N.D. Barley Council official promotes crop, especially malting varieties used in brewing beer

FARGO -- No barley, no beer. It's a slogan Steve Edwardson, executive administrator of the North Dakota Barley Council, mentioned a few times as he talked about industry changes.

Barley used to be grown primarily for feed but is now grown mostly for beer, says Steve Edwardson, president of the North Dakota Barley Council. Forum file photo.

FARGO -- No barley, no beer. It's a slogan Steve Edwardson, executive administrator of the North Dakota Barley Council , mentioned a few times as he talked about industry changes.

Farmers aren't planting as much barley as they used to. The crop has seen a loss of 310,000 acres planted nationally a year since 1987, he said at the North Dakota Agricultural Association's recent 45th annual Northern Ag Expo at the Fargodome.

The amount of farmland planted to barley peaked in the mid-1980s when the crop was mostly used for livestock feed, Edwardson said. But by the early 2000s, feed barley was displaced by corn, he said.

Barley is now more of a specialty crop used primarily for malting, a process used in brewing beer, he said. North Dakota produces between 25 percent and 35 percent of U.S. barley, 90 percent malting varieties and 10 percent feed.

Barley growers can make more money selling to the beer industry, but it also has to meet stricter specifications.


"Malting barley is the only crop that must be delivered in a living state because if it doesn't make malt, it's less profitable," Edwardson said.

Growers can generally make $1 to $2 more a bushel for malting barley over feed barley.

Crop insurance has historically been based on feed barley, but Edwardson said that's changing. A new crop insurance product will be released for malting barley next year based on malting industry purchasing practices.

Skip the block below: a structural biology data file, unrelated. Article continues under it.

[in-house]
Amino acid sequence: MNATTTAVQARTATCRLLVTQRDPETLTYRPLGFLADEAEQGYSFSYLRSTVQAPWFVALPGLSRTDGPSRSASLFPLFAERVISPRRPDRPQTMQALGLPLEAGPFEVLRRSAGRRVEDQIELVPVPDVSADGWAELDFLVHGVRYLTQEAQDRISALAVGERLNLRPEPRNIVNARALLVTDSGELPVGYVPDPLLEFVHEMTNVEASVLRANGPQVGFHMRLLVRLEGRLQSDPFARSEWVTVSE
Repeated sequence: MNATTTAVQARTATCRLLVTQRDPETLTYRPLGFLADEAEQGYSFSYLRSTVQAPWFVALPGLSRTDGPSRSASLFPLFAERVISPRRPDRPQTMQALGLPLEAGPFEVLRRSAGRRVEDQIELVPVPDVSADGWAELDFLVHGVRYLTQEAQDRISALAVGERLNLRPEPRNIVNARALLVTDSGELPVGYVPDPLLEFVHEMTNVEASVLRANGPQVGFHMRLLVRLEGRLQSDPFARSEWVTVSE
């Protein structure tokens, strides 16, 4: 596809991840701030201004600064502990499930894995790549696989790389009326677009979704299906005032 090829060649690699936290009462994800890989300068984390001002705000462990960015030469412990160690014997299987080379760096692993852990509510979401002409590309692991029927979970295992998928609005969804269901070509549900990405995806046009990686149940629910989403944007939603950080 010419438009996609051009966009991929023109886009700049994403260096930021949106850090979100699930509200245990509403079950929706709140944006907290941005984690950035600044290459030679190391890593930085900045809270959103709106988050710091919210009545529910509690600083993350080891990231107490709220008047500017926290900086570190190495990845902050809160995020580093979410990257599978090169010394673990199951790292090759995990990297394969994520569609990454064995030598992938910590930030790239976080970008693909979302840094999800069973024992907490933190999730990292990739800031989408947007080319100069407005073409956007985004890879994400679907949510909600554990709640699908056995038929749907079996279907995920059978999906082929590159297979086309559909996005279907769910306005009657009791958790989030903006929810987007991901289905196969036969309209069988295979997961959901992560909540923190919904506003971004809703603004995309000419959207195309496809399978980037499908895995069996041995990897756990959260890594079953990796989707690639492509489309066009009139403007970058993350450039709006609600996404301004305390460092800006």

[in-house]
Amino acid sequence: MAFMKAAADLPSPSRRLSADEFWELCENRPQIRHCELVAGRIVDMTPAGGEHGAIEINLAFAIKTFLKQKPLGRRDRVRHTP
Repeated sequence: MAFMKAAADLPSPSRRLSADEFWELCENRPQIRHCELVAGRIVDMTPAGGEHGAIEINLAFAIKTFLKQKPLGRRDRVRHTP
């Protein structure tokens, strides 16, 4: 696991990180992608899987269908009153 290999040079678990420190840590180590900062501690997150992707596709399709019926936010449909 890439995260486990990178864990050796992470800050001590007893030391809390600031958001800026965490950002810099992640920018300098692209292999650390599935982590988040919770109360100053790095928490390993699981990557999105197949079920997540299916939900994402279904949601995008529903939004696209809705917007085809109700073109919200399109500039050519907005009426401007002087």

"Crop insurance is vital for risk management and securing production," he said. "We think it's a step in the right direction. I don't think it's going to be perfect."

Malt barley contracting programs have also improved, Edwardson said, giving more stability to growers and buyers.

Craft beers are a significant area of market growth, he said, growing by approximately 12 percent a year over the past decade.

"The growth is phenomenal."

Craft brewers want a close relationship with growers, but that can be difficult because what they consider a large volume order is typically not what a farmer considers large volume.


They also might want older barley varieties simply for their nostalgic value, Edwardson said. "It comes down to romantic marketing."

But older varieties don't necessarily taste any different from the newer varieties, which perform better for farmers, he said.

There may be more opportunities on the horizon for North Dakota barley growers.

Coors, Heineken and Constellation, which distributes and markets beers like Corona Extra, are preliminarily investigating doing more business in the state, Edwardson said.

"They're just putting their toe in the water and trying to find a way to do it," he said.

John Swanson, who grows corn, wheat, soybeans and sunflowers with his dad east of Crookston, Minn., attended Edwardson's recent talk because he said they're thinking about growing barley.

"Wheat just doesn't pencil out," he said. "It's looking like maybe $5 profit an acre, and corn is looking worse than that."

Edwardson said more research is needed to keep barley competitive with corn and soybeans, which are easier to market and sell. But, he said, malting barley is a viable crop in North Dakota and the U.S.

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